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RE: 19 October 2000 minutes

From: Leonard R. Kasday <kasday@acm.org>
Date: Fri, 20 Oct 2000 17:13:57 -0400
Message-Id: <>
To: "Bailey, Bruce" <Bruce_Bailey@ed.gov>, "'Wendy A Chisholm'" <wendy@w3.org>, "'w3c-wai-gl@w3.org'" <w3c-wai-gl@w3.org>
I don't think there should be an general exception for buttons and image maps.

With style sheets you can put text on a graphical button, even a textured 
graphical button.  See e.g. the folder tabs
http://astro.temple.edu/~kasday/wai/tabs/.  This also shows how the result 
can gracefully degrade when style sheets are turned off: the folder tabs 
are replaced with rectangular blocks of matching color.

If you don't like that style of degradation, another way to use style 
sheets would cause the labels to appear above the tabs when style sheets 
are turned off.

And if you don't want to depend on style sheets at all, see the folder tabs 
at http://www.altavista.com/,  text in a colored table cell with a an image 
to form the top slice of the tab, to give rounded corners (unfortunately, 
they neglected to use ALT="").

I suggest that, in general, accommodating people with low vision is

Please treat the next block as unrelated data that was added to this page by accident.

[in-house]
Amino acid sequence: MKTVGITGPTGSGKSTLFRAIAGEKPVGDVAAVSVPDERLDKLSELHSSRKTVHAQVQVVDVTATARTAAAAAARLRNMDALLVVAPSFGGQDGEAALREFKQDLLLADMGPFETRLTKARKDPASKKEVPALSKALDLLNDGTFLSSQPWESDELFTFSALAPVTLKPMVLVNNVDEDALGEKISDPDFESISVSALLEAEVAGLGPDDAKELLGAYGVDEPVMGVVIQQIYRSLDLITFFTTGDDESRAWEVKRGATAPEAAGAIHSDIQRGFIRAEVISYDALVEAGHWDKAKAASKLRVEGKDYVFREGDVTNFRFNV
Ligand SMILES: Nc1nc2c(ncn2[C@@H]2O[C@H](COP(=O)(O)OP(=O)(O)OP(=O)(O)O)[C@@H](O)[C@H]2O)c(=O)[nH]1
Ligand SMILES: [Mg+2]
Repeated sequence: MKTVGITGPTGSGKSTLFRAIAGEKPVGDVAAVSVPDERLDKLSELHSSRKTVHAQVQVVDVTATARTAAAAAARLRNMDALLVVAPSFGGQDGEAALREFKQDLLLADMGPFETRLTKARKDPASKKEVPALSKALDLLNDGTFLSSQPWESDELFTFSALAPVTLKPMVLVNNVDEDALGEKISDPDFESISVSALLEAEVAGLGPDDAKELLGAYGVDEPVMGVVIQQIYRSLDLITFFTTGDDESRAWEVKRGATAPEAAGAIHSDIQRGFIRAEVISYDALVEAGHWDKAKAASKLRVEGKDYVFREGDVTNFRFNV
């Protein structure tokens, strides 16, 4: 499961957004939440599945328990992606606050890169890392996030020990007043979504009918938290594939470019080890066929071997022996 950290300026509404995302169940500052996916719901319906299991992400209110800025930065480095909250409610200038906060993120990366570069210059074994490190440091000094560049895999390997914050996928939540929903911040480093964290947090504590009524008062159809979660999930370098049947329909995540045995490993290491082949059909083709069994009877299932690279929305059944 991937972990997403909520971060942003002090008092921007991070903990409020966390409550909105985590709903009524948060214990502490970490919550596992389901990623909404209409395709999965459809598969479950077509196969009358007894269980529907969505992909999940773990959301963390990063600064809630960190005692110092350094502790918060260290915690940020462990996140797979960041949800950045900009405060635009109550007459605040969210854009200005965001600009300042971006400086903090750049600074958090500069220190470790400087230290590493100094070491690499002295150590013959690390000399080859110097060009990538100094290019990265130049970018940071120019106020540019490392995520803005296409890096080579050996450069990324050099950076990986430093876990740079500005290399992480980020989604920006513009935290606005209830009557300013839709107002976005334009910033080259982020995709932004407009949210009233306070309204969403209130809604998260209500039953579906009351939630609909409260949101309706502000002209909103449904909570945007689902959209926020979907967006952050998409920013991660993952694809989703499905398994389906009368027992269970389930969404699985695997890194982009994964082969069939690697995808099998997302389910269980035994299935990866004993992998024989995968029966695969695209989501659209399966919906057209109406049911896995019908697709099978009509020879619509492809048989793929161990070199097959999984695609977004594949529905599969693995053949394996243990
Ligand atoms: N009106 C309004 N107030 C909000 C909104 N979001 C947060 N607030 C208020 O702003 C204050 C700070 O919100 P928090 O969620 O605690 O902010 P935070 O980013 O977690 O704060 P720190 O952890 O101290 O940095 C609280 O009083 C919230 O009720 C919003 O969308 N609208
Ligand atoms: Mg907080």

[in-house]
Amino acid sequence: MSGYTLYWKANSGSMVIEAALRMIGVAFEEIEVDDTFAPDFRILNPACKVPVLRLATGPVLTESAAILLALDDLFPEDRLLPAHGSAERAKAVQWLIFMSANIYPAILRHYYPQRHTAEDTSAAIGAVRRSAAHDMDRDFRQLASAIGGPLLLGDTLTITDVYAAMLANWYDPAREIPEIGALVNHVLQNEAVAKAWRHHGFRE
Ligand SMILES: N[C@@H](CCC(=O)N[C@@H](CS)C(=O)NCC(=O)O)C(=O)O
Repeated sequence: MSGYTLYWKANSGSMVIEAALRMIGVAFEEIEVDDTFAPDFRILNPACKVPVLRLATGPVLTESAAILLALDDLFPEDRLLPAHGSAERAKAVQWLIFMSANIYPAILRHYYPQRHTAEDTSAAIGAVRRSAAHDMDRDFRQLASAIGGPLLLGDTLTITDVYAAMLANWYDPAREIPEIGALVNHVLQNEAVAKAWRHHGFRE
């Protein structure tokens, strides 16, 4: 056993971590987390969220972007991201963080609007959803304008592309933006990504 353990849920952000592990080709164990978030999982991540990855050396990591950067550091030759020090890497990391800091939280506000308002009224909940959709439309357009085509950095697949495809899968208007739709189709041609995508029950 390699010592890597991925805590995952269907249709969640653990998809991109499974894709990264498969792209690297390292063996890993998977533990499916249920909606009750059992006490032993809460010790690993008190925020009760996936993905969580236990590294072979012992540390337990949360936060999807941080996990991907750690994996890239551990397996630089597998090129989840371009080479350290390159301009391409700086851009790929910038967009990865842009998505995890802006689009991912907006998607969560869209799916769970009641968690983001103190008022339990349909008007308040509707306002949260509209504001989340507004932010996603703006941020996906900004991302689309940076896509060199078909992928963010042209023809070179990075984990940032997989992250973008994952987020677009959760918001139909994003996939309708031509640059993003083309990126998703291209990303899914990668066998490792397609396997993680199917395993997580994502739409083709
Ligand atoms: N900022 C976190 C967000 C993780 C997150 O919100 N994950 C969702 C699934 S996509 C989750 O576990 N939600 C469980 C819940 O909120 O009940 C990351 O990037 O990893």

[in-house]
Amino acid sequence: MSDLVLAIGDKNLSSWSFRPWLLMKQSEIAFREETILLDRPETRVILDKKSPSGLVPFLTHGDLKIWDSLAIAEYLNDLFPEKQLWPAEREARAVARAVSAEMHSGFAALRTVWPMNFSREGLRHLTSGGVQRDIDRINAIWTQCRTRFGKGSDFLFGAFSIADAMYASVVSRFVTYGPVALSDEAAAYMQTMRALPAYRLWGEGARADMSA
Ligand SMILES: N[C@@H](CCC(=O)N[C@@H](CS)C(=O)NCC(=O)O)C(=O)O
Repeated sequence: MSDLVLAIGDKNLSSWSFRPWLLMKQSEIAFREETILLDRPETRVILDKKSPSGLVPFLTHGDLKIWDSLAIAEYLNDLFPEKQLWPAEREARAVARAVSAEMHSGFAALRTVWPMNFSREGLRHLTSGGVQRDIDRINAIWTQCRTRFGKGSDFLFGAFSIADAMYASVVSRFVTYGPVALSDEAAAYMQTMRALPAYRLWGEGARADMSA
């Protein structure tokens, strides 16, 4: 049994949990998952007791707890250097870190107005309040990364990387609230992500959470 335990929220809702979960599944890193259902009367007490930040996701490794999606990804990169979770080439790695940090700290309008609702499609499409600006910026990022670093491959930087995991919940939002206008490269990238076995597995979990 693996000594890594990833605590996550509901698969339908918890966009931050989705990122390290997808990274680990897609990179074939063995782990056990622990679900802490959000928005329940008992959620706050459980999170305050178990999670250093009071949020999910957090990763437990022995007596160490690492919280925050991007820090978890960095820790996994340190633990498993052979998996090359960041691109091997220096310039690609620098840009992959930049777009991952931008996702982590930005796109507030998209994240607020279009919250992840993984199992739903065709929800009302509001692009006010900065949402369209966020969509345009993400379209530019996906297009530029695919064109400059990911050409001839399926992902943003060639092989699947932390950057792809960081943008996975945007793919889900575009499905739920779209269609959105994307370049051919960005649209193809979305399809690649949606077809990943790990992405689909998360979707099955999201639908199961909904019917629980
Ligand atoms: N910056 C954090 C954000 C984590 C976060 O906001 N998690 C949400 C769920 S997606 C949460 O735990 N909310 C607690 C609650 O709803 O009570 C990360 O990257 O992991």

sufficiently important that techniques such as these should be required for 
double A compliance.

As for exceptions... I have seen a few sites with highly stylized text, 
e.g.text that's part of a charcoal drawing, or playful letters for kids 
sites... e.g. snakes biting their tail for an O...  such text has value, 
there's no standard markup for that and they should be allowed.   But if 
the text is already garden variety text, or text with a slight drop shadow 
(which makes it even less legible btw) than I feel absolutely that HTML 
text should be used.

So it comes down to: does the stylized text add value?  This is a tough 
call I realize, that's difficult to put it standards.

So I'd say the following:
As a requirement, use HTML text or have a separate page (Priority 
2).  Remember: priorities only depend on whether they cause difficulty for 
people with disabilities; implementation difficulty, or the degree to which 
a designer wants to use something, is irrelevant.

As a non-mandatory guide, only use such stylized text when it truly adds 
value from the point of view of a typical user; taking into account people 
with low vision, as well as people with normal vision who get really 
annoyed waiting for images maps to download (I'm personally one of the 
latter BTW).


> > You don't have strong control over button appearance - how
> > good is css support?

Leonard R. Kasday, Ph.D.
Institute on Disabilities/UAP and Dept. of Electrical Engineering at Temple 
(215) 204-2247 (voice)                 (800) 750-7428 (TTY)
http://astro.temple.edu/~kasday         mailto:kasday@acm.org

Chair, W3C Web Accessibility Initiative Evaluation and Repair Tools Group

The WAVE web page accessibility evaluation assistant: 
Received on Friday, 20 October 2000 17:11:52 GMT

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